We couldn’t have said it any better. Talk about a reporter that gets it. Yesterday’s article in the Richmond Times-Dispatch, which took on the topic of storefront payday lending, is a perfect example of a sober economic analysis without the emotional criticism.
While A. Barton Hinkle poses the question of whether storefront lending is a convenient service or evil incarnate, the crux of the article really points to what happens when lawmakers “crack down on payday lending.” Virginia lawmakers recently changed loan terms and placed limits on the number of loans consumers could have at one time. As one might suspect, many payday lenders left the state, and the number of transactions dropped by more than 80 percent—but the demand for short-term credit certainly did not vanish. In fact, Hinkle points out those borrowers in need of payday loans will migrate to other short-term credit options, even if they are more costly.
“This is probably a fool’s errand; shutting down lenders won’t make demand disappear,” Hinkle said. “Borrowers in need of quick cash may just cross jurisdictions — or turn to even more risky sources, such as the Internet.”
And finally, a reporter who really drills down to the cost comparison of products that compete in the short-term credit market.
…”critics insist the interest rates charged by storefront lenders are so high they’re immoral. But it’s the critics, not the lenders, who are being dishonest. Here’s why:
Suppose Milton borrows $250 from a storefront lender and pays it back two weeks later. The lender charges a standard $15 fee to pay his employees, his utility bill, and so on. That is 6 percent of the loan amount. Yet critics want to express that as an annual rate — which, in this case, would be 156 percent. This sounds outrageous. What it really tells us is not that the lender’s greed is huge — but that the loan amount is small. A $15 charge on a two-week, $10,000 loan has an APR of only 3.9 percent, even though the transaction charge is exactly the same.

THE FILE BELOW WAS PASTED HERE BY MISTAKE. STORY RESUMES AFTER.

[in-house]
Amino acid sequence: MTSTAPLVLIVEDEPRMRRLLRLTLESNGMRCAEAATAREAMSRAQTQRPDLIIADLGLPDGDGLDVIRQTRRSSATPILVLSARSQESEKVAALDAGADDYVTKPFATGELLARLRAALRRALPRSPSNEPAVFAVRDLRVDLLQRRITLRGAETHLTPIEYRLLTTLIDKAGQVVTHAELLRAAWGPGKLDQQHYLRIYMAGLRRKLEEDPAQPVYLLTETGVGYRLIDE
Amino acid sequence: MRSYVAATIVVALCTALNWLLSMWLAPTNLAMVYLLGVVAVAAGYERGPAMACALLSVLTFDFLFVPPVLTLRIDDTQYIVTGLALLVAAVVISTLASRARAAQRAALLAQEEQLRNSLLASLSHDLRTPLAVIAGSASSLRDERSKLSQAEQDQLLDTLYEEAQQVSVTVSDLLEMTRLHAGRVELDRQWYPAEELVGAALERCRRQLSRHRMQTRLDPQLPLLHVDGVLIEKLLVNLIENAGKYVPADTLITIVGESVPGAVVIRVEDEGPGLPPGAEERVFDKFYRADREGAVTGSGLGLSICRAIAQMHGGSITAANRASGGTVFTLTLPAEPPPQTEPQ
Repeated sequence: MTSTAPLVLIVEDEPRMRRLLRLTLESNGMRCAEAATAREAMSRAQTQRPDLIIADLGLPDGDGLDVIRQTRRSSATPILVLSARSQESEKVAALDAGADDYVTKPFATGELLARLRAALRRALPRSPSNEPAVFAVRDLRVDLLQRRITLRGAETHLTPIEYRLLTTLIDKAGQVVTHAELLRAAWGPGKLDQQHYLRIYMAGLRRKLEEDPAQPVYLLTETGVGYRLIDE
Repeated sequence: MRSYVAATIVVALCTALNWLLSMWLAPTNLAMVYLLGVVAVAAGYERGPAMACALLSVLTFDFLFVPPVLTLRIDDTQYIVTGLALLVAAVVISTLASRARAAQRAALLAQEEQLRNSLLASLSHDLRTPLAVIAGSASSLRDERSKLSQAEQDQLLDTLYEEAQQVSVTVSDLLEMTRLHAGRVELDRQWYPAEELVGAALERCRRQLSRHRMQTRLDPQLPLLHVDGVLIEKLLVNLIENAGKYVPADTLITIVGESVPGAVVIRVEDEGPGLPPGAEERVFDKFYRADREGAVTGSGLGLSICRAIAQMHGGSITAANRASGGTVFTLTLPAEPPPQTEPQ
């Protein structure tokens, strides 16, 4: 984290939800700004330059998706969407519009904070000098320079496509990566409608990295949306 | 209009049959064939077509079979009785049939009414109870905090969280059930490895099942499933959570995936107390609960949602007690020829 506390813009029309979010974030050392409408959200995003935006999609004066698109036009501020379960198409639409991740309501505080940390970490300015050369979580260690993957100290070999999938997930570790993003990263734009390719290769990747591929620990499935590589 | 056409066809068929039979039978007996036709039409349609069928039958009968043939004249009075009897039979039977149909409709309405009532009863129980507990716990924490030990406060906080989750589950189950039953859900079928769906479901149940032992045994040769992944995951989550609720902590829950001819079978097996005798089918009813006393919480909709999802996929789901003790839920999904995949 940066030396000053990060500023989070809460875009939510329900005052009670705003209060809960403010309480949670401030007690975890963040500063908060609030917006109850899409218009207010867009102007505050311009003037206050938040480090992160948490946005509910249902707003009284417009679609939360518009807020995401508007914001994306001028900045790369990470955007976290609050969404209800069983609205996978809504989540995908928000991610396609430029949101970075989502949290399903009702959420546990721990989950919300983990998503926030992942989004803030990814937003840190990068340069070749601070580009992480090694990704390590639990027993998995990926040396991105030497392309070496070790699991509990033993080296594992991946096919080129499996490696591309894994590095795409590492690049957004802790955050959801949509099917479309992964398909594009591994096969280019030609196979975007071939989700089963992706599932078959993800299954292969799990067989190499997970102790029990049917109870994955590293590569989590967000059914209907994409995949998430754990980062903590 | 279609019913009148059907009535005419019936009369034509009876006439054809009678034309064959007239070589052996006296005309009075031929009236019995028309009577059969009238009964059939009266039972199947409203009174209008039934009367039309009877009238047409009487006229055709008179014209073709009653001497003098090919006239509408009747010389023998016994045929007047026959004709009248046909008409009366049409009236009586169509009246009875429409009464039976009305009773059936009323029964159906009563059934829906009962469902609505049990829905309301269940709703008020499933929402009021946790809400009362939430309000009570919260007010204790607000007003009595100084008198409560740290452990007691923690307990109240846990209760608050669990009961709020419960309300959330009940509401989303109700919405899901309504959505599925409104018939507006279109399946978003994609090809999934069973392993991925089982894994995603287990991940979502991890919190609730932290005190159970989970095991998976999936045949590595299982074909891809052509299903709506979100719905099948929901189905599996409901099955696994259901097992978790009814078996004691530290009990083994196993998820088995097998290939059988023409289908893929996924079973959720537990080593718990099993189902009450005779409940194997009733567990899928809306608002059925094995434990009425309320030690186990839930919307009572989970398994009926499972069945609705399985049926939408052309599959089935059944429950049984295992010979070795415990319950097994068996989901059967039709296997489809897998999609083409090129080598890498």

Banks and credit unions don’t usually offer the sort of financial services storefront lenders offer. When they do, they end up charging similar sums. StretchPay, an Ohio-based credit-union alliance, charges an annual fee of $35 for loans up to $250. That’s an APR of 364 percent on a two-week loan.”
So, what’s in a name? That which we call a rose? Hinkle addresses the correlation between payday lending and microcredit. Two financial products that look the same, act the same, but are known by two different names. And just as Shakespeare’s Juliet said, “a rose by any other name would smell as sweet,” microlenders are praised for their humanitarian aide as third-world financiers, lending very small amounts so that citizens who may not have had access to funds could start a business.
“Microlenders have been criticized because, given the small loan amounts, the effective interest rates they charge also turn out to be pretty high — anywhere from 70 to 125 percent. But they don’t ask for collateral, either. That makes them look a lot like payday lenders.
There’s one big difference, though: While payday and similar lenders are reviled for preying on the poor, Grameen Bank and its founder, Muhammad Yunus, were awarded the 1996 Nobel Peace Prize.”